OPAL FEST JULY 31
Opal Fest is held in Lightning Ridge every year. Every second year this is combined with the International Opal Jewellery Design Awards and it becomes a really big event. There is always a gala Ball held featuring that year’s Opal Queen.
To quote from the promotional material: “Jewellers, buyers, wholesalers, miners, rock hounds, lapidary enthusiasts and tourists are invited to experience the best Lightning Ridge has to offer with this culmination of information, spectacular jewellery, collectibles, great deals and fantastic networking opportunities.
The LR Opal Festival boasts over 150 stalls with a huge range of products including gemstones, tools, lapidary supplies and lifestyle products.”
Caravan park still a bit damp
The setting up for this year’s event began on Wednesday 29 July. Exhibitors and stallholders dismantled their wares on the afternoon of Sunday 31 July.
There were three sections of stall holders/exhibitors. Upstairs in the Bowling Club building was the exhibition section associated with the Design Awards. A $5 entry fee was charged to go look at these exhibitions, which included an opal with a price tag of $500,000. Yes, a cool half million dollars.
Downstairs is the large, undercover, beer garden section of the Club. There were over a hundred stalls set up here, selling opal, jewellery, specimen pieces, tools associated with opal cutting and jewellery making. There were also stalls with things like preserves and fudges.
Outside, along the wall by the beer garden entry were more opal sellers and food stalls.
Across the road in a large yard area was a section that was more the style of the Sunday markets, with a variety of stalls, perhaps best described as the lower end of the price scale.
After the set up on Wednesday, the whole shebang opened on Thursday. This was the day when the big buyers, mostly from overseas, swooped and did their buying. We were told that there is increased Chinese interest in opal, now.
Friday night saw the Design Awards Gala Dinner – $100 per person, dress formal. Not quite our scene! We were told later that a special feature of this year’s dinner was the presentation to Len Cram of the OAM he had been awarded for services to the opal industry.
Saturday night the Opal Queen Ball was held. $25 a ticket. Dress – black tie. Again – not of interest to us. The prizes for the lady chosen as the 2015 Opal Queen were certainly worthwhile and in keeping with her role as an ambassador for the opal industry at events like the Australian Opal Exhibition on the Gold Coast, and the Black Opal Racing Carnival in Canberra.
We went to the Bowls Club area on Wednesday, to have a look at the setting up and browse the stalls already in place in the outdoor market area. John spent some time at a large stall of tools. Not opal related, just general tools. He bought a tyre fitting that he thought would make it easier to access the inner Bus wheels to check air pressure and inflate them. I was surprised at the extent of stalls of clothing and the like. It is obviously worth their while to come a considerable distance, as many of these were not local. Must be more money in that sort of thing than I thought. Maybe the locals stock up at this annual event?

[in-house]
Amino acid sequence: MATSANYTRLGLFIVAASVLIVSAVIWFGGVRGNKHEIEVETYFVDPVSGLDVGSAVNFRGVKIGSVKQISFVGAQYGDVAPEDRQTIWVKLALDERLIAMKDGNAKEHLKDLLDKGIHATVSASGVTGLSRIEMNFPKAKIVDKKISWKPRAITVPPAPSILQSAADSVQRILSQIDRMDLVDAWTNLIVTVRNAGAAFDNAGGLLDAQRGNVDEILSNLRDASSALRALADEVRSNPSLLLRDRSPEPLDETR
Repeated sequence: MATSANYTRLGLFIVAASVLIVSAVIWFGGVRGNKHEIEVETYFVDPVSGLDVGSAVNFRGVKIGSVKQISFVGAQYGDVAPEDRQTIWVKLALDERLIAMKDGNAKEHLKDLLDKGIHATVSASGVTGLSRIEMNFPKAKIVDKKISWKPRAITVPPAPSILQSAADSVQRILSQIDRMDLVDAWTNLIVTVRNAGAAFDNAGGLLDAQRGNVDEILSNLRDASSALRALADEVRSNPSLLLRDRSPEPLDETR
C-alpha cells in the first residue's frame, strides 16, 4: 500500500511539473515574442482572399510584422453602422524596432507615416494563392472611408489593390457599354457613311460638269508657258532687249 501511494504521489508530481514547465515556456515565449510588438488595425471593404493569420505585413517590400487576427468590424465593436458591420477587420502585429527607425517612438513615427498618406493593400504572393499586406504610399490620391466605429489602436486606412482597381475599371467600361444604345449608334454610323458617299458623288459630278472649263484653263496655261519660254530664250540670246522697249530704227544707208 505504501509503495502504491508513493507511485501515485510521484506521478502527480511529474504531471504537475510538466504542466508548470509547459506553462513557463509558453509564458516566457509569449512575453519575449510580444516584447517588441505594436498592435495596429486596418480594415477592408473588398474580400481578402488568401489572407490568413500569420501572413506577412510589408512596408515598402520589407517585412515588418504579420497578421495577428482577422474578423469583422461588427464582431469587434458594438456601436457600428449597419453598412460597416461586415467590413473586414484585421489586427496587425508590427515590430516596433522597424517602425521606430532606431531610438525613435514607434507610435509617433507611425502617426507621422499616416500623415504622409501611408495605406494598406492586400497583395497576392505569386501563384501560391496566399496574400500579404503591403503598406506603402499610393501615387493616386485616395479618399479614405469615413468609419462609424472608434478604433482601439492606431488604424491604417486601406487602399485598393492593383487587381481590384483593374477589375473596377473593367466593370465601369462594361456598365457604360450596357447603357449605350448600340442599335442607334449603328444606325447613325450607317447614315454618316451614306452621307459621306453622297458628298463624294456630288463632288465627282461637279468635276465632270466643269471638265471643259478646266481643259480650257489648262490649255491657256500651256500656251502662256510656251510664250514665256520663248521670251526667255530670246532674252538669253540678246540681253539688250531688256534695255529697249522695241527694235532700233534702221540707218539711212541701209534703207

Bruno’s Pizza – a local café – had a van set up, selling woodfired pizzas. Another van was selling curly chips – something new to me.
John went to Opal Fest on Thursday for several hours. He came back quite awed by the upstairs, quality, exhibits in particular. He had seen the half million dollar opal – displayed by my favourite opal gallery in town, which sells only opals the family dig up themselves.
I found out that the single lady in the caravan on the next site to us was here assisting her sister – in the caravan beyond that – who had a stall at the Fest. Sister made and was selling dichroic glass jewellery. Over the four days they did quite well, it seemed.
John went back for another look around on the Friday and had a very pleasant surprise encounter, which I will explain in a later entry.
Stanley the Emu welcomes visitors to Lightning Ridge
By the weekend, the park was totally packed. All normal sites were full as was the unpowered dirt and gravel section. There were lots of campers set up in the “bush” section. The performers at Happy Hour – in a grassed area by the camp kitchen – were really attracting a good crowd. The place was humming and the atmosphere in general was a festive one.
John persuaded me to go back to Opal Fest on Saturday for a final look around. The local “football” match was at home so there were crowds of locals at the sports ground adjacent to the Bowls Club. This made parking even more chaotic than usual.
As we wandered the stalls in the undercover area, I noticed that the Aracic family had a stall featuring the books written by Steve Aracic about opals in Australia and opal mining. We had a couple of his excellent books at home.
A stall that caught my attention was that of Mudgeeraba Chutneys. A long way from their Gold Coast base…They had an extensive range of Indian style chutneys and a tasting set up. I succumbed, and after tasting some, bought three bottles of different chutneys. I received a recipe leaflet for an eggplant dip, that they served up in a pappadum crisp with a dollop of their chutney on top. Was really yummy and would make a great “nibbly” to pass around with drinks. I love eggplant, though John does not share that taste.
From what we heard about the place, the 2015 Opal Fest was a great success. We certainly found it interesting. It is a good time for tourists to visit the Ridge – providing they have booked their accommodation in advance … well in advance.